Towcester whip up debate
Towcester’s decision to ban jockeys from hitting their mounts with the whip appears unlikely to ratified by the British Horseracing Authority in the immediate future.
Directors at the Northamptonshire venue want all races to be run under the same regulations as those which accompany the apprentice hands and heels series at their jumps meetings from October 5.
Should the move be passed, jockeys would be allowed to carry whips — but only use them in front of the saddle.
The BHA had already announced a review of the use of the whip following complaints received after the victory of Ballabriggs in the Grand National.
Winning rider Jason Maguire picked up a five-day ban for excessive use yet was allowed to keep the race. Towcester's initiative cannot be implemented without BHA approval.
“Whilst the vast majority of riders comply with the rules and use the whip responsibly, we decided to review our rules relating to acceptable use of the whip some time ago, and certainly before Aintree and the subsequent media interest. Towcester's request will be looked at as part of this wider review,” said the BHA's Paul Struthers.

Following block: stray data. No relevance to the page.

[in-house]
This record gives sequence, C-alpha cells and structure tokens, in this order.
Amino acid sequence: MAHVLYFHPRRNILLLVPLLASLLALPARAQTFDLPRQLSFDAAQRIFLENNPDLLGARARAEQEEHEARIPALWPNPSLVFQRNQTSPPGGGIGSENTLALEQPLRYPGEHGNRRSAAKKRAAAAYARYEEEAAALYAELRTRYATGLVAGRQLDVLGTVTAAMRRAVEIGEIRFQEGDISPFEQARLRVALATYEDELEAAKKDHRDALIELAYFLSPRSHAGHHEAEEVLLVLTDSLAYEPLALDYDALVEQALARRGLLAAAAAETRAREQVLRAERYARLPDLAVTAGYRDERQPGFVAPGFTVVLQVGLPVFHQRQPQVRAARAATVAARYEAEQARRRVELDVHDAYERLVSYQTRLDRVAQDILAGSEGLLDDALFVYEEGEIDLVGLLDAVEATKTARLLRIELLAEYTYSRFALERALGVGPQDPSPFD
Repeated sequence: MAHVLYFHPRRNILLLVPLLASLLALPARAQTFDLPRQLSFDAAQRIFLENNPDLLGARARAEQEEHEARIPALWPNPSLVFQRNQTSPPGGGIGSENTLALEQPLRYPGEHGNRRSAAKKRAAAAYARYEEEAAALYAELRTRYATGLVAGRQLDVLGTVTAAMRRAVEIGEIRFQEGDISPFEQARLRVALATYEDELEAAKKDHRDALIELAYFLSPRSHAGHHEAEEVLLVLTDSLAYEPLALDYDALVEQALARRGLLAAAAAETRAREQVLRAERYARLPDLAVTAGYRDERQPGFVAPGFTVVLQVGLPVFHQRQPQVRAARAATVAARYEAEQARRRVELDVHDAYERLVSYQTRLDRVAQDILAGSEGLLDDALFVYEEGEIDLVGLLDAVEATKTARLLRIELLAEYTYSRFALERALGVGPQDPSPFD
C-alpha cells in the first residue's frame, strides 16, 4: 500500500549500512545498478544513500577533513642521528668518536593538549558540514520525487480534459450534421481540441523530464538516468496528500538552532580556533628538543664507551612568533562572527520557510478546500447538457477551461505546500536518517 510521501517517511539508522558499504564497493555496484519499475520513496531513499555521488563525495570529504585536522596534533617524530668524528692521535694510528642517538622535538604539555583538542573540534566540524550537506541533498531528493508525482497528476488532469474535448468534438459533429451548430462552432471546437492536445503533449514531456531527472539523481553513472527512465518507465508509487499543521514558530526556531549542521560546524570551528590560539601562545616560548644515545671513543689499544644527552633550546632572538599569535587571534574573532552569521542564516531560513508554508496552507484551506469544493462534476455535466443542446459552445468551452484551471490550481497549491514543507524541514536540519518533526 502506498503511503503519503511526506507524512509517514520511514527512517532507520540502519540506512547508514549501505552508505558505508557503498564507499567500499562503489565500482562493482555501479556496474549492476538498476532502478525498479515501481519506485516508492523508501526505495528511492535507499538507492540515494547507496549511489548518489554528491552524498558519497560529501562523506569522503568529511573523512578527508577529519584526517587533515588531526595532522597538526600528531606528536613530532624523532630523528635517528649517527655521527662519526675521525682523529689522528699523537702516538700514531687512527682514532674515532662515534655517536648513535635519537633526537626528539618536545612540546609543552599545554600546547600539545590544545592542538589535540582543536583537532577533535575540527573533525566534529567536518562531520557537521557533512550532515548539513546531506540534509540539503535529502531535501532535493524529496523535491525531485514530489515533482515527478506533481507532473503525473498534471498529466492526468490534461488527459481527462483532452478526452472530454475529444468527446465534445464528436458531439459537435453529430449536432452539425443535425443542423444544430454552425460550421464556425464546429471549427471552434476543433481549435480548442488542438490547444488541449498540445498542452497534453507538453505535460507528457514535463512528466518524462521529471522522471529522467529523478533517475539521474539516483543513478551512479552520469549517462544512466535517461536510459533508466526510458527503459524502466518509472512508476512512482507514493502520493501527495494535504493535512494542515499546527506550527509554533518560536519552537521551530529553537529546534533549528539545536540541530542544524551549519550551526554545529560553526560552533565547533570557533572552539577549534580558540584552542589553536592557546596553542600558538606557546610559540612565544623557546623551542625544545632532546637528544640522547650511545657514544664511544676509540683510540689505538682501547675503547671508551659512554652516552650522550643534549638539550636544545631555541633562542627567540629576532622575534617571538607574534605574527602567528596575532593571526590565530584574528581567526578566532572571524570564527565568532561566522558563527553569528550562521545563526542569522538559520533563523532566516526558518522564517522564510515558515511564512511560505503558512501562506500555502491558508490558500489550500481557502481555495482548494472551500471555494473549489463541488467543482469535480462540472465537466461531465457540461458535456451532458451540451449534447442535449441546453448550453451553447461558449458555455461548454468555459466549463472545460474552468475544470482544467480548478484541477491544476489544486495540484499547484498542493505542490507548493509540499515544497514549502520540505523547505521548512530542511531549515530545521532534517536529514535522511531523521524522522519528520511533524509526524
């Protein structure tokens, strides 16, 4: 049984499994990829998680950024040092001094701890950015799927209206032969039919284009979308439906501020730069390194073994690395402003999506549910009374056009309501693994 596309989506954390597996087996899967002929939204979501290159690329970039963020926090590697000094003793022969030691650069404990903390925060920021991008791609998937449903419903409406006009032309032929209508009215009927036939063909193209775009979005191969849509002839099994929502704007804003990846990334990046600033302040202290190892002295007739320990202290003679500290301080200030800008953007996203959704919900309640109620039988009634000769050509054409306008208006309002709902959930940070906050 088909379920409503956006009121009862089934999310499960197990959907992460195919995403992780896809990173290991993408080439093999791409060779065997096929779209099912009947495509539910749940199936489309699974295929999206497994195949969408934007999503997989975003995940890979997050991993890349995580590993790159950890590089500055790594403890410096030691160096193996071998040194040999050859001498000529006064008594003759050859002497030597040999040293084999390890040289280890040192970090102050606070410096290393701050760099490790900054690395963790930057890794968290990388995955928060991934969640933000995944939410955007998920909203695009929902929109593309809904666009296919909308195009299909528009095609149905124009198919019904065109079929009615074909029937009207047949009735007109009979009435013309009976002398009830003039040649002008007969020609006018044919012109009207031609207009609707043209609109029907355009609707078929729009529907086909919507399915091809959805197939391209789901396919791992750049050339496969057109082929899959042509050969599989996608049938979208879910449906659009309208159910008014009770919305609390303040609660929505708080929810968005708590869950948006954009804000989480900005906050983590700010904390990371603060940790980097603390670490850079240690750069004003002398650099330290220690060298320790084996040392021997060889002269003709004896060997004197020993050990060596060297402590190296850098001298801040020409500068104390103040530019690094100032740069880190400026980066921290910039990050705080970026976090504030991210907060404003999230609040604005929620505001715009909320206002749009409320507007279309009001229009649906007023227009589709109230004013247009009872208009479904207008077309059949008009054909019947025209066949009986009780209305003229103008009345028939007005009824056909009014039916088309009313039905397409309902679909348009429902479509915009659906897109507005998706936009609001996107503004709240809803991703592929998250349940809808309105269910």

“We are not in a position to put a timescale on when we will reach our conclusions.”
Towcester believe the time is right to make the bold move.
“The groundswell of public opinion seems to be reaching a crescendo that the whip is cruel and that seems to be the public's perception,” said Towcester general manager Kevin Ackerman.
Meanwhile, Tony McCoy is reunited with Noble Prince in the Powers Gold Cup at Fairyhouse tomorrow as the pair bid to emulate their Cheltenham Festival success.
McCoy rode Noble Prince to victory in the Jewson Chase on St Patrick’s Day and Paul Nolan’s charge will start favourite in the feature on the opening day of the Irish Grand National meeting.
Noble Prince is sure to face stiff competition tomorrow from the likes of Realt Dubh, Mikael D’Haguenet and Loosen My Load but should prevail.